A parlour trick, Sorry Colin there is no rubber sheet, there is no shapes in space, shapes are just human definitions, you can fit any shape in space, you can put any idea into space, I.e a rubber ball let alone a rubber sheet. 
Did you actually read what I said.


So you are admitting I am correct and space-time is simply virtual vector space?
Did you actually read what I said

The single manifold is the xyz and t of mass in a 5th dimension of n-dimensional space?

In simple terms ,  space-time travelling through no time.

And if you admit that, then I have to admit a real time dilation of the 3rd state of time.
Why do you always avoid discussion by introducing all these disconnected meaningless phrases eg "space-time travelling through no time".
Sounds like new theory to me, so let's keep it in your constant constant or whatever.
I don't intend to get involved in a meaningless discussion.
Im out of this one.

Sorry.
 

Offline puppypower

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Re: Is a minimal Universe, relative to earth , the Sun?
« Reply #18 on: 11/02/2016 13:04:34 »
If you look at a star, its space-time well contracts as we move to the core of the star, due to GR/gravity. If you look at matter of the star, as we move to the core the matter gets closer/denser, consistent with the contracting distance in the space-time well. However, the energy and material frequencies will get faster as we head to the core; time speeds up. The distance variable of the matter parallels the distance variable of the space-time well, but the time element of matter goes in the opposite direction of the space-time well.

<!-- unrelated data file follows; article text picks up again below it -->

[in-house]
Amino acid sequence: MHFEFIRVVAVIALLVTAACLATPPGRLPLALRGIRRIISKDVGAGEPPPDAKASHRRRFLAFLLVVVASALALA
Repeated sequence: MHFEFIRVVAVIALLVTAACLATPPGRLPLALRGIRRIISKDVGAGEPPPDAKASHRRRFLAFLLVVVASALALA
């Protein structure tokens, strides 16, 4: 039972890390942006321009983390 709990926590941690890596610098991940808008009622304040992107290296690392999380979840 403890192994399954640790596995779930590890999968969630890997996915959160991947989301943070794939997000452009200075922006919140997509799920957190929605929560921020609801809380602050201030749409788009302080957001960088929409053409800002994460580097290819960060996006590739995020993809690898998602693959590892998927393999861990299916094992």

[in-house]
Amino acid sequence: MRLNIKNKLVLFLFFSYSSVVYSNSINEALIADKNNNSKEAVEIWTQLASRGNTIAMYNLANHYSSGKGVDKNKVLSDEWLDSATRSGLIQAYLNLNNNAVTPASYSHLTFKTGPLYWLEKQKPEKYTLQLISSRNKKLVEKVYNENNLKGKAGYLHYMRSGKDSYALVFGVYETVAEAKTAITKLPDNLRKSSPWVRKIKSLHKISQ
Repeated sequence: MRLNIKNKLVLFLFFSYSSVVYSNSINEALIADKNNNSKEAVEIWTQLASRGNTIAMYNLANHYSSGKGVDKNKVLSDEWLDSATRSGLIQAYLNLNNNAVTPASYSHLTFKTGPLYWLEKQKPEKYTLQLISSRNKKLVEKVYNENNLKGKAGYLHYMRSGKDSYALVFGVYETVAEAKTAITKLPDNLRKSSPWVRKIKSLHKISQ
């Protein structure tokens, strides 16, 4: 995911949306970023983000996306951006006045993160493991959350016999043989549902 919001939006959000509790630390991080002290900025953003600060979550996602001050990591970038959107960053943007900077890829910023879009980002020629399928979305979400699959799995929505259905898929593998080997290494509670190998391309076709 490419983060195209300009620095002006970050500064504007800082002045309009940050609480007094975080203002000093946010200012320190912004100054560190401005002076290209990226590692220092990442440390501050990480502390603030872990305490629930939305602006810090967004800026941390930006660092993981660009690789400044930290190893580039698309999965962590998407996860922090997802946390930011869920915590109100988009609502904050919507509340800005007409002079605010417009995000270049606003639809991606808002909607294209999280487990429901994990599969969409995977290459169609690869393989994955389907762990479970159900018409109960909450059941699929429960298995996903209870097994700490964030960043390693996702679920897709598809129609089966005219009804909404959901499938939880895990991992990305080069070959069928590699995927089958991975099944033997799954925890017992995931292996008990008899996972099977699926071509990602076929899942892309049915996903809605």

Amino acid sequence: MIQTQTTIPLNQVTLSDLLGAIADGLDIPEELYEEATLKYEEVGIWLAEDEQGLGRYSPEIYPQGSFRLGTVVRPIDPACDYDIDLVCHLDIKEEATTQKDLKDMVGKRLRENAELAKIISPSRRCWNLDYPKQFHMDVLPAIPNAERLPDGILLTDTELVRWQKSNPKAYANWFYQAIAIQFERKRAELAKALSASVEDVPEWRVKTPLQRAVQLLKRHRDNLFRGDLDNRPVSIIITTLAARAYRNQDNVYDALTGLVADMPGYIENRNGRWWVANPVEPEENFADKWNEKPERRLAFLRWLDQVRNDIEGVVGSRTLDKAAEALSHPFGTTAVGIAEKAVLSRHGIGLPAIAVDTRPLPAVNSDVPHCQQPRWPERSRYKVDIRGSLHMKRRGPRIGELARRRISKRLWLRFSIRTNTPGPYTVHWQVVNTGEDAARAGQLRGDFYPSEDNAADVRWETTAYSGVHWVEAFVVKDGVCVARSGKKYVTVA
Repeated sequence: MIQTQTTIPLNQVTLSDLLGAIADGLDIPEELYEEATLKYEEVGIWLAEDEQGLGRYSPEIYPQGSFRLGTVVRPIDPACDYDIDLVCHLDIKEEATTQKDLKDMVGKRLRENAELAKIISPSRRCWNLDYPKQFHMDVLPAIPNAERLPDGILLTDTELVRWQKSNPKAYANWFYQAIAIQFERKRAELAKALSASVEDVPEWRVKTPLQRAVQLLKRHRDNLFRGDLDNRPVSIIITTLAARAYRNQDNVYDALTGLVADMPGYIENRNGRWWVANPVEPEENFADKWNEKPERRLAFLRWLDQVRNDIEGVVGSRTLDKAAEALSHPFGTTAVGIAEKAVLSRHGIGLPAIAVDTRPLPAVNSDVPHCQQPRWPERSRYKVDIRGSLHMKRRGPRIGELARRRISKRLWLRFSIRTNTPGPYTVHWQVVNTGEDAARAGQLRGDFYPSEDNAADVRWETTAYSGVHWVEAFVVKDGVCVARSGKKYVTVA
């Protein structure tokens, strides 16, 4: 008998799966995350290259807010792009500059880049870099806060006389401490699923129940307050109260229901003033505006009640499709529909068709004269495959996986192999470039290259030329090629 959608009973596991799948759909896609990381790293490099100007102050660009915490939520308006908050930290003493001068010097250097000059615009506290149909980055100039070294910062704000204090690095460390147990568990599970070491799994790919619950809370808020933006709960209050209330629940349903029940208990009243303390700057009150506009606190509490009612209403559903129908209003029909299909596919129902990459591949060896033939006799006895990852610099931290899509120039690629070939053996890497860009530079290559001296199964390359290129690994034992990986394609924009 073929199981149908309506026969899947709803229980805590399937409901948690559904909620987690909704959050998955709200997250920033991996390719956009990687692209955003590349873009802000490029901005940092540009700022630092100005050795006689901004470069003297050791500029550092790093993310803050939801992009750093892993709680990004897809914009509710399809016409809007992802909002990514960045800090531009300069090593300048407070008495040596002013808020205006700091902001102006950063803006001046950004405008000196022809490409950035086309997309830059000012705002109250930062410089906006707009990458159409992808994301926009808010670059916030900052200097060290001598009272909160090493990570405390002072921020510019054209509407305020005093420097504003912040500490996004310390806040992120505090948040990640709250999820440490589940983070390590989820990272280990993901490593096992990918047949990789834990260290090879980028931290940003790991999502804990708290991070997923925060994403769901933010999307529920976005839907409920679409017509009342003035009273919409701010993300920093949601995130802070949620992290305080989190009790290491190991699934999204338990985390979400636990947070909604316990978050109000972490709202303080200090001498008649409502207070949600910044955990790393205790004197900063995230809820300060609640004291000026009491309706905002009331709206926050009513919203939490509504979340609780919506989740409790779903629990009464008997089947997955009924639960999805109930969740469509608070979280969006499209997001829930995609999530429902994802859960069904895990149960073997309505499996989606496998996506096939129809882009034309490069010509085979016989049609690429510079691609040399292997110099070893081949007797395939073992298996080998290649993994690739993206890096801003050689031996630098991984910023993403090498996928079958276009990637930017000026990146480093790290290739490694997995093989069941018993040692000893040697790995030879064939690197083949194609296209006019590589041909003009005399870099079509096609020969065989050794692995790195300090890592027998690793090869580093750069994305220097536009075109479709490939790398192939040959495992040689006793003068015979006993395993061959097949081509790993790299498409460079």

In the core, time should be moving the slowest if we base time on space-time. However, the core is where we have the fastest matter and energy frequencies; fusion transitions and gamma frequencies. With respect to time, matter moves to the beat of it own drum.

As we move to the surface, space-time expands and time speeds up. The material gets less dense, which is consistent with space-time. However, now we have slower material and energy frequencies; IR. Matter/energy and space-time go in the opposite directions with respect to time, but in the same direction relative to distance.

There is a simple logic for this. If you look at acceleration; d/t/t, it is one part distance and two parts time. The second aspect of time is independent of the time in space-time. With Special Relativity, we are only concerned with velocity, which is d/t therefore you don't get two layers of time like we do with GR. From this one might conclude that the extra time, due to gravity, is connected to the mass, apart from space-time. 

A connection between mass and time can be demonstrated with a simple thought experiment.